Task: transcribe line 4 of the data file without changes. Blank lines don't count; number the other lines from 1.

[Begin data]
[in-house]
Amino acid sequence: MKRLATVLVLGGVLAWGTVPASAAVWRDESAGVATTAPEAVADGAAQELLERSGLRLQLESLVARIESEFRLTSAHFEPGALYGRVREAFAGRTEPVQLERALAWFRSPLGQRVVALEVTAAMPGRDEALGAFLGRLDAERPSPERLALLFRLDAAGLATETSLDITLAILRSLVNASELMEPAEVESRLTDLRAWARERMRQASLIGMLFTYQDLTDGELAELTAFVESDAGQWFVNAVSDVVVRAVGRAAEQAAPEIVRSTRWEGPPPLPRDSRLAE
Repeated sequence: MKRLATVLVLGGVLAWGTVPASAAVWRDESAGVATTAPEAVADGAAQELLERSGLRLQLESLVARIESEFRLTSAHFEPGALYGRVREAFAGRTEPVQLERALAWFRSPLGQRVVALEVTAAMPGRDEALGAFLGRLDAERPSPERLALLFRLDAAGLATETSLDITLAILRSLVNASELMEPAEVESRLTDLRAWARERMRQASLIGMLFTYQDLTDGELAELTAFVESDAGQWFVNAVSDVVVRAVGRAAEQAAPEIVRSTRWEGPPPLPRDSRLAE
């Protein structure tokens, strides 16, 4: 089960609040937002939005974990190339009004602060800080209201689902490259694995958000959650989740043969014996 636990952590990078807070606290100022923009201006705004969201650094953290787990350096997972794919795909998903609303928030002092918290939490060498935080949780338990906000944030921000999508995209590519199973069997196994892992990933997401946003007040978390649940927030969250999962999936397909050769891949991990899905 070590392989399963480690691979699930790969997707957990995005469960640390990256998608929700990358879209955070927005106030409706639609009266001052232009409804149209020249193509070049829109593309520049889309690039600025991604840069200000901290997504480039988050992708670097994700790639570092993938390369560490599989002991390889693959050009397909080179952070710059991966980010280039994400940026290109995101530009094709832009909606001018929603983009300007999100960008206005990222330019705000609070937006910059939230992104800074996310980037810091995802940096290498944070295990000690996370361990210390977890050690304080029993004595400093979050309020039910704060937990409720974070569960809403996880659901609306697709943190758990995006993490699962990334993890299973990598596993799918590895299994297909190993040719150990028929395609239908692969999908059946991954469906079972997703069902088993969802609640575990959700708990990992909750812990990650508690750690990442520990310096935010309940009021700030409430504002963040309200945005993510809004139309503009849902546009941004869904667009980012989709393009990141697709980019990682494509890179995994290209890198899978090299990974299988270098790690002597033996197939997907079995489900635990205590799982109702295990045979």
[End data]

């Protein structure tokens, strides 16, 4: 089960609040937002939005974990190339009004602060800080209201689902490259694995958000959650989740043969014996 636990952590990078807070606290100022923009201006705004969201650094953290787990350096997972794919795909998903609303928030002092918290939490060498935080949780338990906000944030921000999508995209590519199973069997196994892992990933997401946003007040978390649940927030969250999962999936397909050769891949991990899905 070590392989399963480690691979699930790969997707957990995005469960640390990256998608929700990358879209955070927005106030409706639609009266001052232009409804149209020249193509070049829109593309520049889309690039600025991604840069200000901290997504480039988050992708670097994700790639570092993938390369560490599989002991390889693959050009397909080179952070710059991966980010280039994400940026290109995101530009094709832009909606001018929603983009300007999100960008206005990222330019705000609070937006910059939230992104800074996310980037810091995802940096290498944070295990000690996370361990210390977890050690304080029993004595400093979050309020039910704060937990409720974070569960809403996880659901609306697709943190758990995006993490699962990334993890299973990598596993799918590895299994297909190993040719150990028929395609239908692969999908059946991954469906079972997703069902088993969802609640575990959700708990990992909750812990990650508690750690990442520990310096935010309940009021700030409430504002963040309200945005993510809004139309503009849902546009941004869904667009980012989709393009990141697709980019990682494509890179995994290209890198899978090299990974299988270098790690002597033996197939997907079995489900635990205590799982109702295990045979």